Abstract: When models of new inflation are implemented in supergravity, the inflaton is a complex and not a real scalar field. As a complex scalar field has two independent components, supergravity models of new inflation are naturally two-field models. In this paper, we use the delta N formalism to analyse how the two-field behaviour modifies the usual single-field predictions. We find that the model reduces to the single-field limit if the inflaton mass term is sufficiently small. Otherwise, the imaginary inflaton component reduces the amplitude A_s and the spectral index n_s of the scalar curvature perturbations. However, the perturbations remain nearly Gaussian, and the reduced bispectrum f_NL is too small to be observed.
Extended Inflation with a Curvature-Coupled Inflaton  [PDF]
Andrew M Laycock,Andrew R Liddle
Physics , 1993, DOI: 10.1103/PhysRevD.49.1827
Abstract: We examine extended inflation models enhanced by the addition of a coupling between the inflaton field and the space-time curvature. We examine two types of model, where the underlying inflaton potential takes on second-order and first-order form respectively. One aim is to provide models which satisfy the solar system constraints on the Brans--Dicke parameter $\omega$. This constraint has proven very problematic in previous extended inflation models, and we find circumstances where it can be successfully evaded, though the constraint must be carefully assessed in our model and can be much stronger than the usual $\omega > 500$. In the simplest versions of the model, one may avoid the need to introduce a mass for the Brans--Dicke field in order to ensure that it takes on the correct value at the present epoch, as seems to be required in hyperextended inflation. We also briefly discuss aspects of the formation of topological defects in the inflaton field itself.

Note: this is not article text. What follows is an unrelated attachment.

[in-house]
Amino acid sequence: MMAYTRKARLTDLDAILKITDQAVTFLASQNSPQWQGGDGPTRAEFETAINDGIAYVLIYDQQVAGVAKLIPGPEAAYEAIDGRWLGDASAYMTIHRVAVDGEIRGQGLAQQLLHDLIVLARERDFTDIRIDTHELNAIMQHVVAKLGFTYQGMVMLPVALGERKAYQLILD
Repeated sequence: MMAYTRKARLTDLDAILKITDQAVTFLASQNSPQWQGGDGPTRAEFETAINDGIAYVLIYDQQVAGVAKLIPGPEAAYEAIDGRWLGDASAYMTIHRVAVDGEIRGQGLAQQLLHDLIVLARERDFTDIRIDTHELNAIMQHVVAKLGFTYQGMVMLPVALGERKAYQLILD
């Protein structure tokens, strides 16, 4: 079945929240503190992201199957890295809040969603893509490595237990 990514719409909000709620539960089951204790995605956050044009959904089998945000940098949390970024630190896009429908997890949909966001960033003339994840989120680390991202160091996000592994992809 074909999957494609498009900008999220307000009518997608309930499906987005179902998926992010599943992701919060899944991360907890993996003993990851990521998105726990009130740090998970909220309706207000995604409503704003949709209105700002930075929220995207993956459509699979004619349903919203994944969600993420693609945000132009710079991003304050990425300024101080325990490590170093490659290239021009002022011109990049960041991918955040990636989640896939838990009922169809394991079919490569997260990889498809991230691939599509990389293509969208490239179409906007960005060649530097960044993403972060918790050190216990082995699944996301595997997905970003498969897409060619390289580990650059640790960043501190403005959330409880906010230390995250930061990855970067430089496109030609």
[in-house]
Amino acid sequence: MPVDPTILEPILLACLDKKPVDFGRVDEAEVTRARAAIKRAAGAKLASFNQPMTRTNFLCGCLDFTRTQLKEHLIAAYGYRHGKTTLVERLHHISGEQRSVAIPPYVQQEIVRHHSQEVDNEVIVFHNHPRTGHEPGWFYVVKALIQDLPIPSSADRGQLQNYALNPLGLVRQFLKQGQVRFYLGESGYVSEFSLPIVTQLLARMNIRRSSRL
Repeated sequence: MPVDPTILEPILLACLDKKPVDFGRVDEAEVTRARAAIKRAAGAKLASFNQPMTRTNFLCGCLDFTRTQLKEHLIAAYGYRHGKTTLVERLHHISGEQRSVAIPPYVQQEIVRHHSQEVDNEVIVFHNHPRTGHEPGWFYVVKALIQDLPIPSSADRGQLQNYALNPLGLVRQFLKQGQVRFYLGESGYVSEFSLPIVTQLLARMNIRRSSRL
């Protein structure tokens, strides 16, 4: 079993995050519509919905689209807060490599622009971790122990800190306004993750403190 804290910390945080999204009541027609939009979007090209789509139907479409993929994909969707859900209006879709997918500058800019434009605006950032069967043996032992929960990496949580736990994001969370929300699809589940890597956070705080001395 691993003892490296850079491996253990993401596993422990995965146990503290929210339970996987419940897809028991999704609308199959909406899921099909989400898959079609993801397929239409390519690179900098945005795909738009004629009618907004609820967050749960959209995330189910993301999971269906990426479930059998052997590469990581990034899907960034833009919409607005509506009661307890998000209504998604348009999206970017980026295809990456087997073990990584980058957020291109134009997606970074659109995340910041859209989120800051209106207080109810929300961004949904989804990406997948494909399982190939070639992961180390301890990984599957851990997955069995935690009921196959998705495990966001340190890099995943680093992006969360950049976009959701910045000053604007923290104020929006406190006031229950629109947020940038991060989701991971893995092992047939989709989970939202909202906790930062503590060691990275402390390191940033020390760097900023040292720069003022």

Brane-world inflation without inflaton on the brane  [PDF]
Yoshiaki Himemoto,Misao Sasaki
Physics , 2000, DOI: 10.1103/PhysRevD.63.044015
Abstract: Inspired by the Randall-Sundrum brane-world scenario, we investigate the possibility of brane-world inflation driven not by an inflaton field on the brane, but by a bulk, dilaton-like gravitational field. As a toy model for the dilaton-like gravitational field, we consider a minimally coupled massive scalar field in the bulk 5-dimensional spacetime, and look for a perturbative solution in the anti-de Sitter (AdS) background. For an adequate range of the scalar field mass, we find a unique solution that has non-trivial dependence on the 5th dimensional coordinate and that induces slow-roll inflation on the brane.
Inflation without Inflaton(s)  [PDF]
Scott Watson,Malcolm J. Perry,Gordon L. Kane,Fred C. Adams
Physics , 2006, DOI: 10.1088/1475-7516/2007/11/017
Abstract: We propose a model for early universe cosmology without the need for fundamental scalar fields. Cosmic acceleration and phenomenologically viable reheating of the universe results from a series of energy transitions, where during each transition vacuum energy is converted to thermal radiation. We show that this `cascading universe' can lead to successful generation of adiabatic density fluctuations and an observable gravity wave spectrum in some cases, where in the simplest case it reproduces a spectrum similar to slow-roll models of inflation. We also find the model provides a reasonable reheating temperature after inflation ends. This type of model may also be relevant for addressing the smallness of the vacuum energy today.
The Inflaton and its Mass  [PDF]
Robert Brout
Physics , 2002,
Abstract: In the context of the two fluid model of space-time fluctuations proposed to tame the transplanckian problem encountered in black hole physics, it is postulated that the inflaton is the fluctuation of mode density, ``the vapor component'' of the model. The mass of the inflaton is occasioned by the exchange of degrees of freedom between the ``vapor'' and the ``liquid'', the planckian ``soup'' in which usual ``cisplanckian'' fields propagate. This exchange between vacuum fluctuations is modeled after its counterpart in the real world i.e. black hole evaporation. In order of magnitude, a very rough semiquantitative estimate, would situate the mass somewhere between $10^{-10}$ and $10^{-5}$ planck masses, the largest uncertainty being the mass of the planckian black hole fluctuation i.e. the entropy that one ascribes to it.